Tamara another one of this year’s returning artists, having before represented F.Y.R. Macedonia in 2018. Proud is a strong power ballad, with an empowering message, dedicated to Tamara’s two children, it’s lyrics urging the listener to always be themselves and stand up proudly for who they are.
Swedish Connection: The North Macedonian entry is produced by the Swedish duo Tine Matulessy and Marie Ryberger.
Odds’ ranking: 14/26

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09 Sweden: John Lundvik, Too Late For Love
For the fifth year in a row, Sweden sends a male solo artist to ESC, this time in the form of John Lundvik, a talented singer and songwriter who brings authenticity and warmth to the Eurovision stage. In a place where acts often feel artificial and polished to perfection, John brings honesty and pure joy to the audience, although never without professionalism and competence.
Too Late For Love builds compellingly, and his four backup singers, The Mamas, brings a joyful gospel touch to the song, and as I’ve heard some international ESC fans say, John’s smile is like a hug.
Sweden is almost always highly ranked in this competition, something that often irritates fans who find us overrated, but this time I believe our entry is actually worthy of the praise. Yes, we have a good chance at winning, but the competition is fierce and there are many others who are equally deserving of a potential victory.
The act in Tel Aviv is produced by Swedish Sasha Jean-Baptiste, one of her totally three entries this year.
TREND ALERT: Black outfits with silver accents
Odds’ ranking: 4/26

10 Slovenia: Zala Kralj & Gašper Šantl, Sebi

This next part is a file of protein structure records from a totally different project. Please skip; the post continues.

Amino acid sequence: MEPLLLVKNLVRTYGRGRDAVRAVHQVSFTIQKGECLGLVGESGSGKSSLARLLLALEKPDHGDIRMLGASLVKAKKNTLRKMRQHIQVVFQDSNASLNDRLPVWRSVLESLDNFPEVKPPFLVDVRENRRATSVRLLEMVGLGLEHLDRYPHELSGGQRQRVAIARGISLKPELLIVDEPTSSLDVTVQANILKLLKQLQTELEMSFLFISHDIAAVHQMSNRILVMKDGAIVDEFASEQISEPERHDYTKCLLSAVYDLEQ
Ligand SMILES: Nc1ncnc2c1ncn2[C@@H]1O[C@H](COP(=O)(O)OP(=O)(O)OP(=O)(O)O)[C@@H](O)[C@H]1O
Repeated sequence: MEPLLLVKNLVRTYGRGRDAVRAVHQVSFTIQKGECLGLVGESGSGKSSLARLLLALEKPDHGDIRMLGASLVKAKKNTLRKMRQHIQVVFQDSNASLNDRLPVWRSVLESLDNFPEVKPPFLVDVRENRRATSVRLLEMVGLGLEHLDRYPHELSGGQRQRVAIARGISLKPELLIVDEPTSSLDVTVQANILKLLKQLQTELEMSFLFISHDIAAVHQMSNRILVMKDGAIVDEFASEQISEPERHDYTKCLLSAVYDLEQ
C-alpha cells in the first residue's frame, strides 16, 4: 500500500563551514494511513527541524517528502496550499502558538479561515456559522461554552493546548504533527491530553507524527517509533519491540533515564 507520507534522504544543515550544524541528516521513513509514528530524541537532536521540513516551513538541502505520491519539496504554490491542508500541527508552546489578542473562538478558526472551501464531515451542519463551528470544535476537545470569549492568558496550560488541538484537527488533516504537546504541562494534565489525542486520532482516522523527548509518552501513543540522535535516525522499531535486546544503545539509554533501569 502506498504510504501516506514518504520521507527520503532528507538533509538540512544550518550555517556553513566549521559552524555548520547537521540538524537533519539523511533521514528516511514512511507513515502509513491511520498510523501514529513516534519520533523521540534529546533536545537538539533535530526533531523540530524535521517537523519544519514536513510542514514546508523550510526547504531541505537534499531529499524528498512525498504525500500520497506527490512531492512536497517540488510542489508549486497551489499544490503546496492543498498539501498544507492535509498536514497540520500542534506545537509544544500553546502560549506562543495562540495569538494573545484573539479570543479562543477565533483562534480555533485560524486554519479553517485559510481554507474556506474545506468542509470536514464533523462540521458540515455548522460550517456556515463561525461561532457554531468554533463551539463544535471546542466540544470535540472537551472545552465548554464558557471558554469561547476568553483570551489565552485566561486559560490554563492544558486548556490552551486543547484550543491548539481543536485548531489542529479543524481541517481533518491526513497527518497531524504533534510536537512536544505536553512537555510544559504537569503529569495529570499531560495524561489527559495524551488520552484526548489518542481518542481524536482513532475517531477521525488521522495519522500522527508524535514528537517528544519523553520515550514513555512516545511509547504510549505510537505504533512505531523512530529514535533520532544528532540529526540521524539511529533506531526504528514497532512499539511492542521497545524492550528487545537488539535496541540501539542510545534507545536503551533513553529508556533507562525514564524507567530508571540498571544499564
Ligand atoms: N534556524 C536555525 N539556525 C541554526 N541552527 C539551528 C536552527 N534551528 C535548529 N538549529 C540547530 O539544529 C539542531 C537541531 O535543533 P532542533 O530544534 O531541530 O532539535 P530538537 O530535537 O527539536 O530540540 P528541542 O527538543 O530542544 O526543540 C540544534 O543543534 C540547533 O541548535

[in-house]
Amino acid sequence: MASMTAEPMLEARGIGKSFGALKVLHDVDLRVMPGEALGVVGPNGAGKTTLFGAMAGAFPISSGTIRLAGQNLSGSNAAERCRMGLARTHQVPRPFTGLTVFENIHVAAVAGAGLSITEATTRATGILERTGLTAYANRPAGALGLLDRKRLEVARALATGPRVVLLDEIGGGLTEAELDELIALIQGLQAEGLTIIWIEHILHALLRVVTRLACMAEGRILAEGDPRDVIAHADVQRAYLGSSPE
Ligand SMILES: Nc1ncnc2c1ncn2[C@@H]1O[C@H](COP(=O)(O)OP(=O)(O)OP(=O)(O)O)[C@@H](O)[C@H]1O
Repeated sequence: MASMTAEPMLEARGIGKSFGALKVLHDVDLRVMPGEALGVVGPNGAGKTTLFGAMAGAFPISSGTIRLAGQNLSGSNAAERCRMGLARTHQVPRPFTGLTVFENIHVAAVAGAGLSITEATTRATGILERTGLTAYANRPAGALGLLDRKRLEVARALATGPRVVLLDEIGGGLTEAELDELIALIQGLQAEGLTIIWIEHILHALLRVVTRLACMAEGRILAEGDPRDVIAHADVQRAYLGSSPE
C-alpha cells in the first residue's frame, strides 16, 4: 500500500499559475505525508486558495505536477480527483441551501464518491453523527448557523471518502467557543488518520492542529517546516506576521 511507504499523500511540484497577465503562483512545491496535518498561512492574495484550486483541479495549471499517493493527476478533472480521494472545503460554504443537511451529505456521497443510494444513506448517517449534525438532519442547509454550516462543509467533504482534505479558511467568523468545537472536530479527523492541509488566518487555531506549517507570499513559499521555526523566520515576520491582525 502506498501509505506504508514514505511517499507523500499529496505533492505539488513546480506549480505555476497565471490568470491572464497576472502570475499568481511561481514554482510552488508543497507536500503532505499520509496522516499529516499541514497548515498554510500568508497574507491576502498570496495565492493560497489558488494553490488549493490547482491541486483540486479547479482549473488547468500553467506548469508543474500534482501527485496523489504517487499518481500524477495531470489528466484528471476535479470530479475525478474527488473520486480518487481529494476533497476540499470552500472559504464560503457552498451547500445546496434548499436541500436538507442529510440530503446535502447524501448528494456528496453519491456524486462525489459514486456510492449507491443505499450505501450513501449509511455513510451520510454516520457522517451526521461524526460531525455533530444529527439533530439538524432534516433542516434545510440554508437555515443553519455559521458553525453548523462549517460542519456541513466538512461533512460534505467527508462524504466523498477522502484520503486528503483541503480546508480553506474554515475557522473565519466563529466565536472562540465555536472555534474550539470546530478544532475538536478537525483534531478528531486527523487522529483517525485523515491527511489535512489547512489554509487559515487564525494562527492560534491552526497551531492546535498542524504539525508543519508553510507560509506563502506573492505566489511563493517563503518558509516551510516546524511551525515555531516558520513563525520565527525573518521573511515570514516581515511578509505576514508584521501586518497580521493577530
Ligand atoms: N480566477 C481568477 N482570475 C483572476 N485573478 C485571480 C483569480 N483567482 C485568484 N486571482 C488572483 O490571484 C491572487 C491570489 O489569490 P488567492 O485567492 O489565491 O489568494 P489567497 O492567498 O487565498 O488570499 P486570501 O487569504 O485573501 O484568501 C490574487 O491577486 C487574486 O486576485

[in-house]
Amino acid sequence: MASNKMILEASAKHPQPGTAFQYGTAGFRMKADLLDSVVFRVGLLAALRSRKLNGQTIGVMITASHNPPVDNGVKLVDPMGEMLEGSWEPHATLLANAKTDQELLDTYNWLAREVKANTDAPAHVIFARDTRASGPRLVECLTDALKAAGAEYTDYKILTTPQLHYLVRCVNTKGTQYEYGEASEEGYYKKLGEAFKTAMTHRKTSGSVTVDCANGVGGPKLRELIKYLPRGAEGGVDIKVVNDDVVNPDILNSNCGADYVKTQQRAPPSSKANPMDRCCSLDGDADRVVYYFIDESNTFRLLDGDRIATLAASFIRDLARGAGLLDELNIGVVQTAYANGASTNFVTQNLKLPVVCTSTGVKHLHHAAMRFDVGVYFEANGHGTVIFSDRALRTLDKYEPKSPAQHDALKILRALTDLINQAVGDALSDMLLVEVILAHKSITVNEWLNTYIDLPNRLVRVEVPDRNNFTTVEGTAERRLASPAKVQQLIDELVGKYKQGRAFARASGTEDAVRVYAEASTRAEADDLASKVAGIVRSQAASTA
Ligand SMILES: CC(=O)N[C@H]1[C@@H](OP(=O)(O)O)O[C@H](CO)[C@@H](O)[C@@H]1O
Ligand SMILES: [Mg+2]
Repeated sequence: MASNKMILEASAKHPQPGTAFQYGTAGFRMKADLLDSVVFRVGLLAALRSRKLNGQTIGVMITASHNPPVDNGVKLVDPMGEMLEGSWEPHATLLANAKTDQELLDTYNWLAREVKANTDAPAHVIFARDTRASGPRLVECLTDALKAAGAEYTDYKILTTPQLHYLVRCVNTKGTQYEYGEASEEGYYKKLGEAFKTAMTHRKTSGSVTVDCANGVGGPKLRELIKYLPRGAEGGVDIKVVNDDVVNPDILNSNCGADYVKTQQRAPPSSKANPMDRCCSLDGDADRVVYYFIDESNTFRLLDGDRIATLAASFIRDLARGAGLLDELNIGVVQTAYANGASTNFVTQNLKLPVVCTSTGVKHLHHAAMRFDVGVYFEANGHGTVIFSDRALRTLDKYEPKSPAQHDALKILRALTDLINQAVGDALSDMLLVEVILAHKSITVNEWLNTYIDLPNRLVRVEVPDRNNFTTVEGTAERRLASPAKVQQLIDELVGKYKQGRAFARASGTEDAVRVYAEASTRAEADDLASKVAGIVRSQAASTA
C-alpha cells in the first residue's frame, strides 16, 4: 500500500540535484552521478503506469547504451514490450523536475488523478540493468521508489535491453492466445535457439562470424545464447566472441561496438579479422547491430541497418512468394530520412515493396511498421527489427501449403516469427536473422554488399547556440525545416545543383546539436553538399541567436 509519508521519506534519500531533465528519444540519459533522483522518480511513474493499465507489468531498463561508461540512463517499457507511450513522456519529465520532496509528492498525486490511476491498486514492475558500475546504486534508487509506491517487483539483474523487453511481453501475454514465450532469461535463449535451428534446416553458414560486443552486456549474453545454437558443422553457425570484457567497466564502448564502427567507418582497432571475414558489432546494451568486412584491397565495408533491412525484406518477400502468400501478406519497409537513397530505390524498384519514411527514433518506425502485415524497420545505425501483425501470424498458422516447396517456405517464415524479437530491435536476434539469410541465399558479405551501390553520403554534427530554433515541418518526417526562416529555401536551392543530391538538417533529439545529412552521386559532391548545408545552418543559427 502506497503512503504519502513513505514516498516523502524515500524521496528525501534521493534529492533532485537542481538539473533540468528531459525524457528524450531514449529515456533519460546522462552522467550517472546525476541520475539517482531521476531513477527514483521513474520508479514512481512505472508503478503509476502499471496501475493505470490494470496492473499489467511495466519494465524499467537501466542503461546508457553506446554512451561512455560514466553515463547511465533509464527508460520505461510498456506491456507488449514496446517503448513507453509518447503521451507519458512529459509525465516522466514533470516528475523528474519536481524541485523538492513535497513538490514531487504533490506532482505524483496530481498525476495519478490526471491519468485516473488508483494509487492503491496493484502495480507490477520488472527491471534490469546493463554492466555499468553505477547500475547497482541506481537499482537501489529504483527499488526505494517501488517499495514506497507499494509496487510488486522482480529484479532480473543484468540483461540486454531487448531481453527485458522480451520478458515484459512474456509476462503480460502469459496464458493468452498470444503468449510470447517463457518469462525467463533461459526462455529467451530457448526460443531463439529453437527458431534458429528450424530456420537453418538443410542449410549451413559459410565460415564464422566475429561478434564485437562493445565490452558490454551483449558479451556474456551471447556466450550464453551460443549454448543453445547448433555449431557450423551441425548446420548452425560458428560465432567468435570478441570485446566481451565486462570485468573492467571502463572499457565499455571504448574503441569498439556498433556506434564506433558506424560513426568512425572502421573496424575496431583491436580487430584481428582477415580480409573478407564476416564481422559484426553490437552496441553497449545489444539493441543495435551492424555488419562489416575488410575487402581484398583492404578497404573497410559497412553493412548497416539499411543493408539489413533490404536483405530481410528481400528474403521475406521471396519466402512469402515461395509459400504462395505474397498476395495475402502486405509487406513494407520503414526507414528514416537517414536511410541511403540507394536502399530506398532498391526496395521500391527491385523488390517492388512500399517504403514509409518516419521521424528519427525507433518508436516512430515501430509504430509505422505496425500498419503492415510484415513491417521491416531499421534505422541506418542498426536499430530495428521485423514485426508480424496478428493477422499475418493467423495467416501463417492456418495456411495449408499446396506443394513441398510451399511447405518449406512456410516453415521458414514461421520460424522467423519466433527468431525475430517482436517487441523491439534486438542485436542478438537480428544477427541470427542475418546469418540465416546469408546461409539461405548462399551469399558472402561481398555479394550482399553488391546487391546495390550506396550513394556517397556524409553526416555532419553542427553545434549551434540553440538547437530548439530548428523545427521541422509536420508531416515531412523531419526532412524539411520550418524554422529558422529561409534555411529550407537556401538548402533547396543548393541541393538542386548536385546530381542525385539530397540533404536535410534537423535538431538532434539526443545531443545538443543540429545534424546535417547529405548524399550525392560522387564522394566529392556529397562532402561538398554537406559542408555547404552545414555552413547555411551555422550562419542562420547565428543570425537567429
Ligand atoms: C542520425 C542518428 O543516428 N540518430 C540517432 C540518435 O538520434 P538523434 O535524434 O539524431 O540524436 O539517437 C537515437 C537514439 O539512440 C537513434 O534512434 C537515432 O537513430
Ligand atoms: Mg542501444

Time for three minutes of meditation in space. The Slovenian duo first met through Instagram when Gašper heard a clip of Zala singing and realised she’d be the perfect vocalist to perform his songs. Their love ballad Sebi is a calming oasis in the chaotic Eurovision World, and I like the song even though I’m not particularly fond of the staging; just like with Spain’s duet last year, they only concentrate on each other and it feels like we’re intruding in their private moment. If you want my vote, you’ll have to let me in.
TREND ALERT: Welcome to space!
TREND ALERT: White outfits
Odds’ ranking: 20/26

11 Cyprus: Tamta, Replay
Georgian born Tamta is one of the most successful and influential artists in Greece. For several years she’s been in the juries of both Georgian and Greek X-Factor and she has also starred in several musicals such as Rent and Cabaret.
Replay is an upbeat song, just as we’ve learned to expect from Cyprus. (Remember crazy hot Fuego who placed second last year?) This is a cool, sleek act full of confidence and power. Look out for the dress change.
TREND ALERT: Black/white outfits
Swedish Connection: The song is written by a Swedish team and the stage performance is produced by Swedish Sasha Jean-Baptiste, her second of totally three entries tonight. The performance also includes four Swedish dancers.
Odds’ ranking: 13/26

12 The Netherlands: Duncan Laurence, Arcade
Here he is, Duncan Laurence, the predicted winner of ESC 2019. Mainly a pianist and songwriter, he’s decided to enter the stage himself to perform Arcade, a song inspired by the story of someone he once loved deeply but who died at a young age. Arcade is an exquisite piece, its emotional fragility ripping your heart open, and the lyrics are truly beautiful. He delivers it on stage sitting by his piano and when he does, you can’t help feeling for him and his broken heart. I’m amazed at how well he nails each note in this intricate melody, in spite of the emotional performance and the obviously present nerves.
If this is a year for a ballad winning Eurovision, Arcade will most definitely be the one doing it. As said before, Duncan has been reigning the odds rankings for months, and whatever happens below him in the list he just keeps on gaining ground. It’s impossible to know these predictions will pan out in the end, but let’s just say there’s no doubt Duncan’s Arcade will end up high on the scoreboard at the end of the night.
If you haven’t watched the official music video yet, you really should. It’s gorgeous.
Swedish Connection: Among the songwriters we find Swedish Joel Sjöö and behind the stage we also find Swedish backup singers.
Odds’ ranking: 1/26

13 Greece: Katerine Duska, Better Love
Katerine Duska is a Greek-Canadian singer-songwriter, her compelling voice a fusion of Cher, Annie Lennox and not a little hint of Lana del Rey. She’s sleek, she’s competent and she’s gracious.